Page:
Los Angeles — A modified form of the HIV virus has been shown to be effective in targeting melanoma in animal models, according to a study published in Nature Medicine in February.
Los Angeles - A modified form of the HIV virus has been shown to be effective in targeting melanoma in animal models, according to a study published in Nature Medicine in February.
Using genetic engineering, researchers here took the AIDS virus and modified it, removing 80 percent of its active components, and injected it into tumor cells in mice that had metastatic melanoma.
"What we were left with is a skeleton of the virus," according to Irvin Chen, M.D., director of the University of California at Los Angeles (UCLA) AIDS Institute. "It really is serving only as a carrier. We then gave the virus a new coat or envelope to allow it to enter the tumor cells and bind themselves to P-glycoproteins. Every virus has a unique coat. The coat of HIV, for example, binds to molecules on CD4."
Researchers attempted to use other coats, before the Sindbis virus, but they did not prove successful, Dr. Chen says.
Researchers also added luciferase, a protein that makes fireflies glow, to the virus to follow its journey. The modified HIV was injected into a mouse's tail, and a special optical camera was used to watch its movement.
"This is a proof-of-concept study," according to Dr. Chen, a professor of Medicine, Microbiology, Immunology and Molecular Genetics and a member of the Jonsson Comprehensive Cancer Center at the David Geffen School of Medicine at UCLA. "This shows that our approach can work. We can design the virus so that it binds to only those cells that we want it to bind to.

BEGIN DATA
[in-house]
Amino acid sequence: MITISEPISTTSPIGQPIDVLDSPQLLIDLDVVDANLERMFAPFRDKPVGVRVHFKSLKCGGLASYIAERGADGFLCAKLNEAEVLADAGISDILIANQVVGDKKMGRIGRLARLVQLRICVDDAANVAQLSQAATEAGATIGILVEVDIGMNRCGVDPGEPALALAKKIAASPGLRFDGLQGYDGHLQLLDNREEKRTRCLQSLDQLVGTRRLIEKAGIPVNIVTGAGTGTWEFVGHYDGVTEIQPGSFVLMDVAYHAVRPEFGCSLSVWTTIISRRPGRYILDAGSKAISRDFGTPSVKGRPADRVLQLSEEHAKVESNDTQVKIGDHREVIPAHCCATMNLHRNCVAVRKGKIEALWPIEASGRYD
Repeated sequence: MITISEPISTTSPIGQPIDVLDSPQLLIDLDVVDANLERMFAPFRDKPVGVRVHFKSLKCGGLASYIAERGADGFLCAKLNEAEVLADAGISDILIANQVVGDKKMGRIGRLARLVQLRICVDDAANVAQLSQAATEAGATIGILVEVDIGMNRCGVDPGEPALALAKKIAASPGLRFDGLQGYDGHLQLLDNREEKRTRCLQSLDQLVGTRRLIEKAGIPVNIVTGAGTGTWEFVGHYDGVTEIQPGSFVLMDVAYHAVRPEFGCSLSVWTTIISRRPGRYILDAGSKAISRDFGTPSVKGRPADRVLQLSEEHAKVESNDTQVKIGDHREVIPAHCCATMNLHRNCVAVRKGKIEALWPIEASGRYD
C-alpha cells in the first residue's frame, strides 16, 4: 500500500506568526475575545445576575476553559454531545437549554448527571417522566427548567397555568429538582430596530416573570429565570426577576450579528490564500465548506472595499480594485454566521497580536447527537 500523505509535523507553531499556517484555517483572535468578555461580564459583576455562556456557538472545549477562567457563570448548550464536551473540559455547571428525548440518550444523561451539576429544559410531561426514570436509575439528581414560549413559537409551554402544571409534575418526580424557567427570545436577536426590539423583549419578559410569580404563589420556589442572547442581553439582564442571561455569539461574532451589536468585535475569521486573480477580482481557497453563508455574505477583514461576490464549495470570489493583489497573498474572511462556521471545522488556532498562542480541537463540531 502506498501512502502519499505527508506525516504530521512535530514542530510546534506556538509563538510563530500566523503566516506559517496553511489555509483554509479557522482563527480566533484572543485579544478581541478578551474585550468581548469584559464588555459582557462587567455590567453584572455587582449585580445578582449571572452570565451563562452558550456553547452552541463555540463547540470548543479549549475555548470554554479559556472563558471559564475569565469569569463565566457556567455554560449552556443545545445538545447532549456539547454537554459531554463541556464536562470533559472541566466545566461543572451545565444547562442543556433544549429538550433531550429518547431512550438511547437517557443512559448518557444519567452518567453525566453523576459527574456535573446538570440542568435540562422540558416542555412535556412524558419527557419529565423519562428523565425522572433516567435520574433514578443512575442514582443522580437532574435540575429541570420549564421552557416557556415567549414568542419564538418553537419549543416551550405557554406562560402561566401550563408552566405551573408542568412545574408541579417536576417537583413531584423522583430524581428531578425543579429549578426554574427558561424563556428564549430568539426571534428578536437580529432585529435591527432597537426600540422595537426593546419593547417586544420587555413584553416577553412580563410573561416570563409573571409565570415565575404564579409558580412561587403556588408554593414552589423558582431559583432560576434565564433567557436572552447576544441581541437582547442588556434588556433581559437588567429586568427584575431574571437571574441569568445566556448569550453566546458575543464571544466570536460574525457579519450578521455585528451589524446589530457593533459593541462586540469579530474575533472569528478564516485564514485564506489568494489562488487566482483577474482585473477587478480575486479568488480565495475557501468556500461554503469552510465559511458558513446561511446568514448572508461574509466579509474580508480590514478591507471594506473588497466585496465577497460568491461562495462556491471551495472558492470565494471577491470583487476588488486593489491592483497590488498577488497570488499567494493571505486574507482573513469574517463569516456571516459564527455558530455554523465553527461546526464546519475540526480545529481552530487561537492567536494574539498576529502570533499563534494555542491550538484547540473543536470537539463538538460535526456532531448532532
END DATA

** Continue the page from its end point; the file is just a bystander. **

"We chose to target P-glycoproteins on the surface of metastatic melanoma cells because P-glycoproteins happen to be expressed in many types of tumor cells, and because it's an important molecule," Dr. Chen says. "It could have been anything else that was expressed on the cancer cell. In future applications, we will be using other molecules on the surface of the cancer cells, not just P-glycoproteins."
Future targets He gave the example of self-surface molecules on lymphocytes, CD20, or prostate-specific molecules on prostate cancer cells as future targets.
"It would really depend on what cancer we are focusing on," he says. "The broader implications are that it doesn't have to be cancer cells that we target. We could be targeting normal cells in the body, where you want to introduce gene products or drugs. It's very generally applicable."
The P-glycoproteins cause the tumor cells to be resistant to chemotherapy, so medications do not produce a response, and the tumors continue to grow, according to Dr. Chen.
The research team chose melanoma because it represents a challenge in treatment, particularly metastatic, and because in practical terms, there are good models for melanoma that can be exploited, using mice.
Next step: humans? The next step in the research would be to introduce into our stripped down HIV a genetically engineered therapeutic agent that would either kill the tumor cells, or enhance the immune response, or administer agents that would cut off the blood supply to tumor cells, Dr. Chen says. He estimates that it would be about four or five years before any phase 1 trials in humans would be conducted.
"We want to explore a number of approaches in animal models before we begin conducting trials in humans," he says. "Certainly, with genetic engineering, there are things that can happen that we can't anticipate. Trials in some gene therapy efforts, such as with the adenovirus, have been stopped because of that fact. Therefore, it's important to test safety first."